What ever key your in is where your first finger is going to start. So if the song is in A minor. (Am) Then you start with your first finger on the 5th fret of the 6th string. The reason is the 5th fret of the 6th string is the A note. That is the root note.

If you are playing a B minor (Bm) then you start out on with your first finger on the 7th fret. The root note is a B. The rest of the scale is going to be the same pattern 1. That we learned earlier. 

Finding the Major Pentatonic Scale

To play the same form in the Major pentatonic scale. Just use your pinkie first. I know that sounds to easy to be true. But that’s it! When you are playing the A minor pentatonic form 1. Your root of the scale is A which is played with your first finger.

You start the Am scale on the 5th fret of the 6th string. If we want to play the C Major pentatonic. The root of the scale is the C. Where is the C note the root note on the scale? It is where your pinkie is. 

Instead of you starting on the 5th fret. You start on the 8th fret. When you have a song that is played in the key of C. Then playing the same pattern, but starting on the C instead of the A.

Also playing around the C note more than the A and ending on the C.  Makes the same notes Major. Makes it sound Major too.

Bonus Tip

In music there is a “relative minor”, for every major there is a relative minor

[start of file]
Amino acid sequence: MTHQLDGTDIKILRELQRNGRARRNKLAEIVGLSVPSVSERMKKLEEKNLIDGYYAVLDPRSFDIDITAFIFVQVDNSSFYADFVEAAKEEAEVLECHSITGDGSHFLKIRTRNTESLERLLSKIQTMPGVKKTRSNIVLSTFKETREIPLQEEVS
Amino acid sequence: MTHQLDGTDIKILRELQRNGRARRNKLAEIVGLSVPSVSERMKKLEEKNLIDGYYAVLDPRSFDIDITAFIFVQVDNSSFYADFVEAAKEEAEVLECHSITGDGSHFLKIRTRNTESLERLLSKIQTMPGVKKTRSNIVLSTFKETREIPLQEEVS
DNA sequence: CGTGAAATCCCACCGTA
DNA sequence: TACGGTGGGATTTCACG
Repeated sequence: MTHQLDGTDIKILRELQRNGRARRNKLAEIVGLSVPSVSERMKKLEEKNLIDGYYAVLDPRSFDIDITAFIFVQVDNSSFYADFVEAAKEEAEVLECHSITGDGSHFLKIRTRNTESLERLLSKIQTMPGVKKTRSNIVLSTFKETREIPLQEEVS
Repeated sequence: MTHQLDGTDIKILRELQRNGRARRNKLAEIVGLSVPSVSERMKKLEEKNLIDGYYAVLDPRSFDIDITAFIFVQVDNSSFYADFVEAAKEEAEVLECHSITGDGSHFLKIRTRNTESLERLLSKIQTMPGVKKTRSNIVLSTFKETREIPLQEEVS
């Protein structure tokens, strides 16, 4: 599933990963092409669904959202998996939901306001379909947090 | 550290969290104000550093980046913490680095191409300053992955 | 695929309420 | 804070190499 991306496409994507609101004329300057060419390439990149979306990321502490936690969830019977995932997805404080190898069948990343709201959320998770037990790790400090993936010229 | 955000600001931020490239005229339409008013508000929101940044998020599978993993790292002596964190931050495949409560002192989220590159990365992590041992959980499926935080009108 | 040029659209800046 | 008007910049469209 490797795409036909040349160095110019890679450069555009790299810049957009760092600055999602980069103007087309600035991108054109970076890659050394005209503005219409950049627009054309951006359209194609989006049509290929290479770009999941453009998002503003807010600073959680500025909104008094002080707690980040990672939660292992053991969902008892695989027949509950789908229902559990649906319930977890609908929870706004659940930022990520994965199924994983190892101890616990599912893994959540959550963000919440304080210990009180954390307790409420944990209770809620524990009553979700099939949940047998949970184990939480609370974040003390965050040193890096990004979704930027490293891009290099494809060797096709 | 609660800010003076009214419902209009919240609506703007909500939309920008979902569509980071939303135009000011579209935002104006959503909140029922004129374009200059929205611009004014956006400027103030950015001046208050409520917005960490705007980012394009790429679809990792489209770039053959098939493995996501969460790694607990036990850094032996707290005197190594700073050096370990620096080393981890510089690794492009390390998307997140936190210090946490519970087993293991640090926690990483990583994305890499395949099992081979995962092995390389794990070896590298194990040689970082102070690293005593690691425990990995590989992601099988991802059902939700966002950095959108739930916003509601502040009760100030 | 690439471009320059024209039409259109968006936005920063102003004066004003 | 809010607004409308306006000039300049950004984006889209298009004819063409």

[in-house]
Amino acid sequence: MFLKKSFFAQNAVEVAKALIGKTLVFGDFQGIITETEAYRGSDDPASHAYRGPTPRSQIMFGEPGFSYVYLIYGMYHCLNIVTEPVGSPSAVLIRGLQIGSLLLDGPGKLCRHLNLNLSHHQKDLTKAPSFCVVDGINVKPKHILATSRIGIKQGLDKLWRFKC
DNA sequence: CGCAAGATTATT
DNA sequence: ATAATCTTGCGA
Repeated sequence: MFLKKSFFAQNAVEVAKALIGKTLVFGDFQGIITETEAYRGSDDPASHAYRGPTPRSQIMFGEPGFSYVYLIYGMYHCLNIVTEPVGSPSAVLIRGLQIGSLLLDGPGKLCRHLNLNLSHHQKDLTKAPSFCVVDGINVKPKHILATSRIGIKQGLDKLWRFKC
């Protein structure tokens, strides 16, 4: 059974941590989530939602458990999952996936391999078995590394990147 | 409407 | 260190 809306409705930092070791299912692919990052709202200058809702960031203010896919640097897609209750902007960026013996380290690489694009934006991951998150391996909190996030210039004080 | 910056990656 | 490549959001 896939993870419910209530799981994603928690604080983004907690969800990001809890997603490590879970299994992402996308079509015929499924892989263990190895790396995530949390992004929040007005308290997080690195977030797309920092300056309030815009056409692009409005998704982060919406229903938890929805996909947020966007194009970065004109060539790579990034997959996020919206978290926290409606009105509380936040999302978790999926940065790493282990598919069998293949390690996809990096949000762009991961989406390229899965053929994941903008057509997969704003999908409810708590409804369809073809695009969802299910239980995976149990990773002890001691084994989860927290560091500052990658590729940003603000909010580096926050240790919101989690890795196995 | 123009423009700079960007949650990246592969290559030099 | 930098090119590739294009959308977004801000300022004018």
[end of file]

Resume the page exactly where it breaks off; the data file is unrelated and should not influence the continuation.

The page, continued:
Let’s take another example of this. Now you have a chord progression in G flat minor. (Gbm) To find the Gbm you just move up 3 frets from the A. Play the same scale over the chord progression. You will be sounding like a rock star before you know it. 

 By knowing the notes on the fretboard it will unlock the guitar neck for you. To play over any song, is easy once you know if the song is in a Major key or a minor key. If its in a Major key start by using your pinkie. If it’s in a minor key find the Root note, and start soloing. Click the link to see the video. Pattern 1 of the pentatonic scale.

Pattern 2 of the Pentatonic Scale 

Now that your getting the grasp of pattern 1 lets continue, and learn pattern two out of the five patterns.  

The patterns connect together. Since we are focusing on the Am Pentatonic scale. The second pattern starts on the 8th fret. Here is what is looks like.